Santa Eulalia is a church from Gironella, a small city in the northeast part of Spain. Its history begins in the mid-fourteen century, and since then, in its six-century existence, the church has undergone a series of changes of use. The last one, carried out by Charles Enrich Studio, a young Barcelona-based practice, proposes a presentation of the historic layers of the building while using the space for nowadays needs. Besides preserving and reconverting the existing building, another goal of the project is to reconnect the interior space to the urban landscape.
Since 1907, when it was desacralized, the church served many functions, from dwelling and carpentry workshop to even a pasta factory or a bar. During this period, the interior underwent a series of alterations to accommodate these various activities. In 1971, when the church was recovered by the Gironella Council, it was in a rather precarious state of conservation. In 2016, as part of a programme to recover existing buildings promoted by the city council, the church entered into a new phase of reconstructing and reformulating the interior for cultural purposes.
The Santa Eulalia church now functions as a cultural centre that hosts performing arts such as dance, music and poetry. At a functional level, the space required the integration of equipment and services to comply with regulations and standards for public spaces. These functional needs are combining with the need for conservation of the characteristics of the original space and create a minimally invasive intervention.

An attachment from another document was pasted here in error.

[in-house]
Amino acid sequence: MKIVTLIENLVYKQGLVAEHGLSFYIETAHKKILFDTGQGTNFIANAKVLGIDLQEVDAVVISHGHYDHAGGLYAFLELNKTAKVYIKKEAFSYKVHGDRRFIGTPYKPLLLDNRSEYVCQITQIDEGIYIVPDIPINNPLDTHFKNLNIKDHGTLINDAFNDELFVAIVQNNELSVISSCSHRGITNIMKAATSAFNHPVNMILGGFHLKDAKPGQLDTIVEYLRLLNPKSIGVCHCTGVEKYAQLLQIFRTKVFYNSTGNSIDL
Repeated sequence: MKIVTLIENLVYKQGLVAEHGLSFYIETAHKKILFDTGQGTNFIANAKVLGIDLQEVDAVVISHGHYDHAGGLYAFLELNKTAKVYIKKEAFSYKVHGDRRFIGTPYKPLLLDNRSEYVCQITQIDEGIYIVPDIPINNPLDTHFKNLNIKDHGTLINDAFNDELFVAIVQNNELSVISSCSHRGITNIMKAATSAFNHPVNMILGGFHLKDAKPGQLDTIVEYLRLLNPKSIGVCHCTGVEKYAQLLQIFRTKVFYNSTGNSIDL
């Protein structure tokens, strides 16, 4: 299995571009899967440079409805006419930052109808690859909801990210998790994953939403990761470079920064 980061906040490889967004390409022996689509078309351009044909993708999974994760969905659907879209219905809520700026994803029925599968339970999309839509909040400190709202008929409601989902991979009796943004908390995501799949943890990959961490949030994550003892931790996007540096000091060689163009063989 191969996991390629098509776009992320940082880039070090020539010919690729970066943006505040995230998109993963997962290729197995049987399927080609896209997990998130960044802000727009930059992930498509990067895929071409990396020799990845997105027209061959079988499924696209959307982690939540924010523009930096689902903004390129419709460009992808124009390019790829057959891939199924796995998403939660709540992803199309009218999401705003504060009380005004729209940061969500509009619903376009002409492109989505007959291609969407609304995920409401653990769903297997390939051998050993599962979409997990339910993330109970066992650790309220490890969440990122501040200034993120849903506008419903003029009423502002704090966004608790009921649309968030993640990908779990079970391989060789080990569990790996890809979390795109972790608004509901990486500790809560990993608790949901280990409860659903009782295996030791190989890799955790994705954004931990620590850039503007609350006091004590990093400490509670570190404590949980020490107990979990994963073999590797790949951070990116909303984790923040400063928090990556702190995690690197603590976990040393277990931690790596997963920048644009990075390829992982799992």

Charles Enrich Studio's main intervention goal was to offer a clear reading of all the historical layers and moments that have settled in Santa Eulàlia. The aim was to highlight the virtues of each intervention that took place here and to understand them as a sequence of layers.
The central space of the building - the main nave - is a large, flexible room where all the cultural activity takes place, from dancing, drama, and music to even poetry practices. The central space was refurbished with a birch wood floor for dance and theatre rehearsal to guarantee good insulation, while a continuous self-levelling mortar floor was laid around it to avoid the differences in level. The mortar floor is also adapting to the geometries of the surrounding stone walls.
While the ground offers a certain degree of warmth, the bricks from the vaulted high ceiling preserve the memory of the building through rough materials. The whole interior space is bathed in natural light through its big wall opening, which creates a feeling of spaciousness and purity. This scenery offers a great canvass for the cultural activities inside.
At the urban level, the vaulted interior communicates with the urban landscape through a transparent glass facade that is replacing the old translucent facing to provide more natural light. On the interior side, the facing is doubled by a fabric curtain meant for lighting managing and for improving acoustics and insulation on certain events that take place inside. This permeability of the interior space at the street level encourages the public nature of the functions inside the church, while the cultural activities offer a great spectacle in the street.
Photographs: Adrià Goula